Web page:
Consistent with the Family Educational Rights and Privacy Act of 1974 (FERPA), all of Ohio University’s policies and practices governing the collection, maintenance, review, and release of student records will be based upon the principles of confidentiality and your individual right to privacy. The specific policy can be found online at https://www.ohio.edu/policy/12-020.

Obtaining Transcripts

Students can order official transcripts in one of these types:

  1. Comprehensive transcript, showing all coursework and degrees at Ohio University
  2. Undergraduate coursework and all degrees
  3. Graduate coursework and all degrees
  4. Medical coursework and all degrees

There is a fee charged for each requested transcript. Transcripts can be ordered online, by mail with a signed letter of request including payment by check or credit card, by signed FAX with payment by credit card, or in person at the Office of the Bursar. The student is required to provide his/her signature authorizing release of his/her transcript. To find out more about the various processing, application, and delivery options available and to obtain a transcript request form, go to the registrar’s Web site at https://www.ohio.edu/registrar/transcripts, visit Registrar Services, 1st floor, Chubb Hall, call the Registrar’s office, 740.593.4206, or send email to transcripts@ohio.edu.

Replacement of Diploma

To obtain a replacement diploma, provide a notarized affidavit attesting that the original diploma has been lost or destroyed, or verification of a name change, to the registrar’s office along with a request for a new diploma. In the case of a name change, you also must return the original diploma. Instructions for verifying a name change are available from the registrar’s office. There is a replacement fee. Visit https://www.ohio.edu/registrar/replacement-diploma for more details.

Official Notifications for Students

Top ^

Various state and federal laws require Ohio University to provide information and notice to students on a variety of topics. In addition, Ohio University occasionally develops statements or policies on important matters and distributes them to all students. Below is a listing of official notifications that are currently provided to students.

Notices on these topics are provided via email to all registered students as of the deadline for registration in each academic semester. Email is sent to each student’s official University email address. These notices are routinely available at the University’s website at https://www.ohio.edu/student-affairs/students/notifications.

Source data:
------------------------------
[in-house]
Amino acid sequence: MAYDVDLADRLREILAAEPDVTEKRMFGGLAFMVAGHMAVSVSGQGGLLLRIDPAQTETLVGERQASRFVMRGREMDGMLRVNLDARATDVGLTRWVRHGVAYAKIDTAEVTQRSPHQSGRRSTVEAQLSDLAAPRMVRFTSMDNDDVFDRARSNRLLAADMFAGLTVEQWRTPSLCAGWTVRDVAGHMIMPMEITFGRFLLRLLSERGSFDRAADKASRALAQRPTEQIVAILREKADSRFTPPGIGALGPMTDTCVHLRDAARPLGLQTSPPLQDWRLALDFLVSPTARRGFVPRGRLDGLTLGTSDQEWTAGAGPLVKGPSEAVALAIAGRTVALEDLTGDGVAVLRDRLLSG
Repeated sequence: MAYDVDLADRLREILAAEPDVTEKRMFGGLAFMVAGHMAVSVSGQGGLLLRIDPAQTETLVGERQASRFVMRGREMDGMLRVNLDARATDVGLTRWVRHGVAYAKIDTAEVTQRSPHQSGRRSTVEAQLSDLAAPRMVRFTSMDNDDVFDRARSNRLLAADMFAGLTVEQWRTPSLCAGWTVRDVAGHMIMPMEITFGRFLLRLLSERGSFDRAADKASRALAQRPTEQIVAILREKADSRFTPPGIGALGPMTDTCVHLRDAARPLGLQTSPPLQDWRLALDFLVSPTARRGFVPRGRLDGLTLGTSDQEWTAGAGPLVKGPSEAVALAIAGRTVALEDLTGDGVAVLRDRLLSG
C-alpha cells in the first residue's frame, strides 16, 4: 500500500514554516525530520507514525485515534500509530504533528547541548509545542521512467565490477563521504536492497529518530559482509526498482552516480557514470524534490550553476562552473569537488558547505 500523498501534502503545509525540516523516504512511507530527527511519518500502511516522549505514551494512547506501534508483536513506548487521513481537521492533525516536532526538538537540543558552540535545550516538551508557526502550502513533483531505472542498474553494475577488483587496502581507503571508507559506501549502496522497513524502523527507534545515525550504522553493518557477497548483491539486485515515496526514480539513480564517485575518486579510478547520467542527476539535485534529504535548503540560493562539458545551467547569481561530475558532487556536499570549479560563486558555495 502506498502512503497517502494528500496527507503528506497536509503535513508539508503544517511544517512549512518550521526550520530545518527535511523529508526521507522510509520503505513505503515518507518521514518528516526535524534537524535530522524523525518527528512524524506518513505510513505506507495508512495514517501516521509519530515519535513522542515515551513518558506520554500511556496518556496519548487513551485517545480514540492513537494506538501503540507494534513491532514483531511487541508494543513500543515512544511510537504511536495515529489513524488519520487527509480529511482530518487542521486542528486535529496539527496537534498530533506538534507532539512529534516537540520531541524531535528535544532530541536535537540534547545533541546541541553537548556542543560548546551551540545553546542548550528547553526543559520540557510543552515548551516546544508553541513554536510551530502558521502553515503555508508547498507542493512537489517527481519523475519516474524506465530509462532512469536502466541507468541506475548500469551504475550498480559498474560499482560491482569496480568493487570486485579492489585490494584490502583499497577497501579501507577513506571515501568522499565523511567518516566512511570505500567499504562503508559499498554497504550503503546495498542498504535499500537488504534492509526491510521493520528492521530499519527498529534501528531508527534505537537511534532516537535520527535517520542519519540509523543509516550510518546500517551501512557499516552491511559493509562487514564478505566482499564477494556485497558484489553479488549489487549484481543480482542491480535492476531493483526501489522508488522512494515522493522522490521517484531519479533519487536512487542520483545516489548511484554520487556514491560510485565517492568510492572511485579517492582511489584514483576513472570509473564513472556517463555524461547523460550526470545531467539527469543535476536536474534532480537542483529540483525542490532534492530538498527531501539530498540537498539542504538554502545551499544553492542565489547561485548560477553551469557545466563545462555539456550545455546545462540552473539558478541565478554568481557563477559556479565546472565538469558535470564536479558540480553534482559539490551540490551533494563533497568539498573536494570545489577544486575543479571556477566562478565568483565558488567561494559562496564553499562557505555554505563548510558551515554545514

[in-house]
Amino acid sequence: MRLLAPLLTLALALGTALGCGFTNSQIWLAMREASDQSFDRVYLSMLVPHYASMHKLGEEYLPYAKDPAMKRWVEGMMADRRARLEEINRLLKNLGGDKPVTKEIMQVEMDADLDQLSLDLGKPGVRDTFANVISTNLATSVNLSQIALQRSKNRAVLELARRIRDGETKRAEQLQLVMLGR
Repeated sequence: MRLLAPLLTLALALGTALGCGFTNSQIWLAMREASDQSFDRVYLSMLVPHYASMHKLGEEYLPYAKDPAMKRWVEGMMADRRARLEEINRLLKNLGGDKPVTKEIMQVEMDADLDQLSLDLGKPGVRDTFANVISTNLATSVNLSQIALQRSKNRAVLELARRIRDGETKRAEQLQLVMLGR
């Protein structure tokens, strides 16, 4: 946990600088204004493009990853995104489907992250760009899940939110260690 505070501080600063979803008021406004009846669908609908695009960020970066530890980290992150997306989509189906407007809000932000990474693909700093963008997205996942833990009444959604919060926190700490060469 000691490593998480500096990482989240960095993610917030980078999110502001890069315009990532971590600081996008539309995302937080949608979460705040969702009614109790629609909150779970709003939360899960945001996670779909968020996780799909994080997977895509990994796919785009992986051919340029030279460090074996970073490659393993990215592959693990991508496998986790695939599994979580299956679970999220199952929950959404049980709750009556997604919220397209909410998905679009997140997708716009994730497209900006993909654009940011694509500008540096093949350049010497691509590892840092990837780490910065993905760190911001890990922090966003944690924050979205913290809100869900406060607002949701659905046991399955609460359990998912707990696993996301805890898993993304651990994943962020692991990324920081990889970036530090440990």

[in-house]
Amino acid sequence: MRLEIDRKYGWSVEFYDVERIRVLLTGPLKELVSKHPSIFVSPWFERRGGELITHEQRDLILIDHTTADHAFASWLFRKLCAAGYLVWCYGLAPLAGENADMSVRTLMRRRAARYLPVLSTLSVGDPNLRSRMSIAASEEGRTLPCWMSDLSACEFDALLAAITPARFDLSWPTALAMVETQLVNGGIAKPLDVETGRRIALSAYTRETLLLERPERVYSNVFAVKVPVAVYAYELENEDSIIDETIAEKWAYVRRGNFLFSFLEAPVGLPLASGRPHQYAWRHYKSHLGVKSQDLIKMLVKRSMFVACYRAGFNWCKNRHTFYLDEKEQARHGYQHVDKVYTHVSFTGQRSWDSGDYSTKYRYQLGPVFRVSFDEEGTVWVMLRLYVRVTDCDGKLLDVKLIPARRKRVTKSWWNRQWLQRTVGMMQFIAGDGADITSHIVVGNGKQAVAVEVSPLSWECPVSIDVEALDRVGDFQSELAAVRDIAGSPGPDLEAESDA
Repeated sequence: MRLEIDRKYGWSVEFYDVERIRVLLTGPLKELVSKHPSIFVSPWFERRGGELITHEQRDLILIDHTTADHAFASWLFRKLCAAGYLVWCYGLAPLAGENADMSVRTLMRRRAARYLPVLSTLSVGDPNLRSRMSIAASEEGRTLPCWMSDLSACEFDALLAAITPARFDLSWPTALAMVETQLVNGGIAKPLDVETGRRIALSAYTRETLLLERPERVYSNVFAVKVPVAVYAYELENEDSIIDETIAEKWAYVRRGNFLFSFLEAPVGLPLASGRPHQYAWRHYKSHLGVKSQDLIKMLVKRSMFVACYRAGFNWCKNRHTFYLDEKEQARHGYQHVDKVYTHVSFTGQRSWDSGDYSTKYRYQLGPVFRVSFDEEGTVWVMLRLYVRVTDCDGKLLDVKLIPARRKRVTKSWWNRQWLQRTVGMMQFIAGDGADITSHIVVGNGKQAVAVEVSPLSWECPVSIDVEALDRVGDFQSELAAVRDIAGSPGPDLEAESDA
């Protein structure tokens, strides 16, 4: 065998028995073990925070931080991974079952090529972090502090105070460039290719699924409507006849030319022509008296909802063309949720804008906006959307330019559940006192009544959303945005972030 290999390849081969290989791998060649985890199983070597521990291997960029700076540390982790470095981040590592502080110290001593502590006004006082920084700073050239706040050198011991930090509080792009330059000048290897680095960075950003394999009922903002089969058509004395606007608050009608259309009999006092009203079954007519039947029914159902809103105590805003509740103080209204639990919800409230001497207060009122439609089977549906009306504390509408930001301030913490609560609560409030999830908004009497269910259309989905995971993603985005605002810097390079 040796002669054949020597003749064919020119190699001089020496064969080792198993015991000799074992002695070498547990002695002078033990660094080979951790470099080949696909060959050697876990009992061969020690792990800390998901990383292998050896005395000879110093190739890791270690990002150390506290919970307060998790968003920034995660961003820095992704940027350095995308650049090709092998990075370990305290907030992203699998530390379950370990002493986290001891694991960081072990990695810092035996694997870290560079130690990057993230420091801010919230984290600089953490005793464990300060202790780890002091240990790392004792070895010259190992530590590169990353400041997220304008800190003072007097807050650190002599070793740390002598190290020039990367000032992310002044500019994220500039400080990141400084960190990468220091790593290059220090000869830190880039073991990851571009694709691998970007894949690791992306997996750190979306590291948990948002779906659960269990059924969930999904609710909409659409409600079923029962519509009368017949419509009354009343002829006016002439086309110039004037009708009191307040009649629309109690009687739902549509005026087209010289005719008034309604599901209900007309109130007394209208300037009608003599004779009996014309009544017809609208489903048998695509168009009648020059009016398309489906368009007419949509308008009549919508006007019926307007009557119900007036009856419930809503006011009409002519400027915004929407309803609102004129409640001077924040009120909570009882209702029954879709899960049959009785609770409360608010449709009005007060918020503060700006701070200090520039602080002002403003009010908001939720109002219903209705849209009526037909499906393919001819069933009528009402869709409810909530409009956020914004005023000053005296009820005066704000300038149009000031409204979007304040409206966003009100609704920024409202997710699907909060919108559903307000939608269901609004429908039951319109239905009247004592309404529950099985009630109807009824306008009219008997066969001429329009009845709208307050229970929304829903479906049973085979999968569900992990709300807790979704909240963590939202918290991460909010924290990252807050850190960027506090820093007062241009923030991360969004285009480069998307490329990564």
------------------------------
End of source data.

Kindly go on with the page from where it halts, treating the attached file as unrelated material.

Further, it is a student’s responsibility to know and follow current requirements and procedures at the department, school, college, and University levels, including those described in the University’s Undergraduate Catalog, Graduate Catalog, Student Housing Handbook, and University Policy and Procedures. All students are subject to the rules of behavior as outlined in the Student Code of Conduct.

  • Student Code of Conduct
  • Sexual Misconduct Policy
  • Sexual Misconduct, Relationship Violence, and Stalking Process and Procedures
  • Statement on Sexual Assault
  • University Regulations Regarding Concealed Gun Law
  • Consequences for Involvement in Civil Disturbance
  • Graduation/Transfer–Out Rates (Student Right to Know Act of 1990)
  • Crime Awareness and Campus Security (Jeanne Clery Disclosure of Campus Security Policy and Campus Crime Statistics Act)
  • Drugs and Alcohol (Drug–Free School and Community Act of 1989)
  • Convictions for Certain Riot–related and Sexual Assault Offenses (Ohio House Bill 95)
  • Campus Disruption (Ohio House Bill 1219)
  • Voter Registration (Voter Registration Provision in Higher Education Amendments of 1998)
  • Student Privacy (The Family Educational Rights and Privacy Act of 1974 or FERPA)
  • Copyright Infringement and the Internet
  • Emergency Closing of the University
  • Title IX Grievance Procedures
  • Emergency Text Messaging System
  • Medical Emergency Assistance Program
  • Letter from Dean of Students: Expectations Regarding Alcohol

Questions regarding notifications can be addressed to:

Office of the Dean of Students
Baker University Center 345

Return to {$returnto_text} Return to: Catalog Search